TIME Religion

Florida Atheist Kicked Out of City Meeting For Refusing to Stand During Invocation

"I don't have to do that," he said

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This article originally appeared on Patheos.

At yesterday’s meeting of the Winter Garden City Commissioners (in Florida), Mayor John Rees announced that they would begin with an invocation and the Pledge of Allegiance, as many government meetings do, and asked everyone to stand up.

John Thoreau, an atheist, remained seated. Normally, that would be irrelevant since he has every right to do that, but Rees had other ideas.

As the first syllable of the invocation was uttered, Rees told everyone to hold up because Thoreau was still sitting down…

Rees: We’re waiting for everyone to rise.

Thoreau: Sorry, are you waiting for me?

Rees: Yes, sir.

Thoreau: I don’t have to.

Rees: Well, we appreciate — you may rise or you may leave the room as we give our prayer and our Pledge of allegiance to the flag.

Thoreau: I don’t believe I have to do that, thank you.

Rees: I believe you have to [unintelligible]…

Rees didn’t press it and the sectarian invocation (in Jesus’ name) continued. Then when it time for the Pledge, the conversation started up again:

Rees: Now, sir, please stand while we do the Pledge… please stand. Children have to do it in school, too.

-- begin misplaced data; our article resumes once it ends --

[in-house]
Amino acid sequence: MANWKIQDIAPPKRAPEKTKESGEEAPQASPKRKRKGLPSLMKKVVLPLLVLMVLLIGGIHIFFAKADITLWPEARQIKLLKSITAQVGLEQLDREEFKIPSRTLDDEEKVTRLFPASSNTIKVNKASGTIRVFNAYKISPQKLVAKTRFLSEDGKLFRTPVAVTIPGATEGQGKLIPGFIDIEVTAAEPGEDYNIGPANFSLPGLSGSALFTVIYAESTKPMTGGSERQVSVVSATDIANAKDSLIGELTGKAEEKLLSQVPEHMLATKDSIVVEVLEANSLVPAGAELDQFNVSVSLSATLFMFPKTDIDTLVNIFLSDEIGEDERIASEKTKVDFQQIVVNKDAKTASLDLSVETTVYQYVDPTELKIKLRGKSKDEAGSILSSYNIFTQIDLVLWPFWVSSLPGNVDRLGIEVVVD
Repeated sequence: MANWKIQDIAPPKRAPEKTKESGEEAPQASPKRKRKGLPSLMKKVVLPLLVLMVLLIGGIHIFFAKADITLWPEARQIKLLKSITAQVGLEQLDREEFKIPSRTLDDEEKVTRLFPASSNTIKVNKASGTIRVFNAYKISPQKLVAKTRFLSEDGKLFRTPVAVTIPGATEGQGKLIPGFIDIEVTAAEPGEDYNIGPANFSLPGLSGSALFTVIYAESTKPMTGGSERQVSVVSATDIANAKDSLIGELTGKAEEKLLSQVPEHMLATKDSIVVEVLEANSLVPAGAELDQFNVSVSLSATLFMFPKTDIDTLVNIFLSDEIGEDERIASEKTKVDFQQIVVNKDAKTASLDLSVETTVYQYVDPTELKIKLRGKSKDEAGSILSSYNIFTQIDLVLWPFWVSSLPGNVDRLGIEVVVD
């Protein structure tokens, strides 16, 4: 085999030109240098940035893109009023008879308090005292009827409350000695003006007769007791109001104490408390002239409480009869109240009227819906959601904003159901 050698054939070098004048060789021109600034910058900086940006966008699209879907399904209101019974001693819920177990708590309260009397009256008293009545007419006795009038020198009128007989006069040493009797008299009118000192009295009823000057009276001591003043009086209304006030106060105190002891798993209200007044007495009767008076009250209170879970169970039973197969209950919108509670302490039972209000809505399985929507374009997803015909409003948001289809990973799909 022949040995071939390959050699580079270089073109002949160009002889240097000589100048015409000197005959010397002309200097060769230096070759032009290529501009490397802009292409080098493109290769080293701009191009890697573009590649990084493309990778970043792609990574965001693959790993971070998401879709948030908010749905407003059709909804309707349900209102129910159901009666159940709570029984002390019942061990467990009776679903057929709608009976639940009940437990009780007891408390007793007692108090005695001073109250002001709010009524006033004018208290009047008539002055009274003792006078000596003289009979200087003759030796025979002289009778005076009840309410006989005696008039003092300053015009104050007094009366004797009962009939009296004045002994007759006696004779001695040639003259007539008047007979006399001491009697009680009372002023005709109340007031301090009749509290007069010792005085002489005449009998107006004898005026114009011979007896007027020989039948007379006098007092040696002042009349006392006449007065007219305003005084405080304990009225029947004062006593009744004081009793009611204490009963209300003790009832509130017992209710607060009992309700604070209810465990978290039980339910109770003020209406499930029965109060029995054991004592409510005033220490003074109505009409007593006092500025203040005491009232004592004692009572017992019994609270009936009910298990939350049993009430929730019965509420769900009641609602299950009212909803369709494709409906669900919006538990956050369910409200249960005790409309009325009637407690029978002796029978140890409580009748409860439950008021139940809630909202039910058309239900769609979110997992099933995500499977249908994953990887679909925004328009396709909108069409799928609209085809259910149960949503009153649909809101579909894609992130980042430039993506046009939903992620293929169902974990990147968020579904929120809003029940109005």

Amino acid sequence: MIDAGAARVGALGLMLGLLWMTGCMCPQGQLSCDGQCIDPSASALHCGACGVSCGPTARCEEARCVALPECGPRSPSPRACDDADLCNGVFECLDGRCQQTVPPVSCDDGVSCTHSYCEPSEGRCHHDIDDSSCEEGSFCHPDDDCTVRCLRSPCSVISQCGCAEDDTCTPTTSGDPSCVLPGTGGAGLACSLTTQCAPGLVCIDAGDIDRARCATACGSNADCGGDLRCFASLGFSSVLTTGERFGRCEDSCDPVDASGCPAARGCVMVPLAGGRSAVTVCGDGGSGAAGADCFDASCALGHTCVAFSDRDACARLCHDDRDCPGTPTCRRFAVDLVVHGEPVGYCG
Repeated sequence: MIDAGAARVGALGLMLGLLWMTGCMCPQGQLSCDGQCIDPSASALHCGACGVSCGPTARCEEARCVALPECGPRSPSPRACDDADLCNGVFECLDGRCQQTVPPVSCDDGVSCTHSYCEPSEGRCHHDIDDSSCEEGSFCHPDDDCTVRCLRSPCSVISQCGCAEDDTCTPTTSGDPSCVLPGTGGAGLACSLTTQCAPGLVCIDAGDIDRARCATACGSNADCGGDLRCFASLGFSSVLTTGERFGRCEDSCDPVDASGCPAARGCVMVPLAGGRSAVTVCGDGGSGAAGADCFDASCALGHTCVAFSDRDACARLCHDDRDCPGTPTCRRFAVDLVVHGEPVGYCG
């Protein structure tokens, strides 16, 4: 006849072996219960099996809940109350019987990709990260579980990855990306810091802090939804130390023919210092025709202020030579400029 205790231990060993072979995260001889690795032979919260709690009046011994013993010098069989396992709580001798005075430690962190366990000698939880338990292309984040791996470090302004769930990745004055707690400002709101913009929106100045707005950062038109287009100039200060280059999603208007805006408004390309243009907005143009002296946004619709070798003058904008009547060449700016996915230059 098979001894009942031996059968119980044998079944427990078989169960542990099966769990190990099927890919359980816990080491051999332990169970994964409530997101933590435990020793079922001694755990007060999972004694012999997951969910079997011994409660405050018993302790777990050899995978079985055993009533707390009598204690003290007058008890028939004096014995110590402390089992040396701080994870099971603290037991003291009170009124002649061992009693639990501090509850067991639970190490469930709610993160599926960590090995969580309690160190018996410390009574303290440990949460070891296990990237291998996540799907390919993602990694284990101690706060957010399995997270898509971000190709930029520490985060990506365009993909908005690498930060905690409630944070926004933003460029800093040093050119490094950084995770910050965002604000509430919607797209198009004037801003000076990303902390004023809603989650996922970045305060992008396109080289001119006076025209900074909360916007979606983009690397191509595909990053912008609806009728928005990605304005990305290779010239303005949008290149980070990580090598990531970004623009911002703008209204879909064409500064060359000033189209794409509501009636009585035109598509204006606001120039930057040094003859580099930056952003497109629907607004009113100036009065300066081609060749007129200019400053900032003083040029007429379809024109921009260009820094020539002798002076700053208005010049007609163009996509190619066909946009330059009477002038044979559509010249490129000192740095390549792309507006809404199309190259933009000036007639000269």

Thoreau: Yes, and they don’t have to be there…

Rees: This is respect for our country…

Thoreau: I understand that, sir.

Rees: You have one of two choices, sir. You may please stand for the Pledge. You don’t have to say it. Please stand.

Thoreau: I don’t have to do that.

Rees: Okay…

Audience member: Just stand up, man.

Rees: [I'm] asking you to either stand or please be escorted out [as we do] the Pledge. It’s just not fair to our troops and people overseas, sir.

Cop: What do you want to do? Do you want to stand or leave?

Thoreau, a member of the Central Florida Freethought Community, was quickly taken out of the room.

The Freedom From Religion Foundation wrote a letter to the city today spelling out the constitutional violations of which the Mayor is guilty and telling them how they must remedy the situation:

(1) The government may not force citizens to stand for the Pledge of allegiance.

(2) Government officials may not ask citizens to stand for prayers or, (3) say prayers themselves.

To remedy the Pledge violation, at the next meeting, Mayor Rees ought to explain that citizens are within their rights to remain sitting for the Pledge and that it does not reflect a lack of patriotism… [Police] Chief [George] Brennan should make a similar statement. Patriotism and religiosity are not one and the same

To show solidarity with Thoreau, several atheist members of the CFFC will attend the city’s next meeting in two weeks and remain seated during the invocation and Pledge. (That should be fun.)

I should point out that “John Thoreau” is a pseudonym because the real person doesn’t want to face any public backlash or threats.

That the Mayor doesn’t understand First Amendment rights is appalling. That he would single out one member of the crowd for not standing is even worse. Can you imagine how much more awful it would’ve been if this was a teacher calling out a teenager in the classroom?

Hemant Mehta is the chair of Foundation Beyond Belief and a high school math teacher in the suburbs of Chicago. His latest book is called The Young Atheist’s Survival Guide.

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TIME Religion

5 Reasons Christians Are Rejecting the Notion of Hell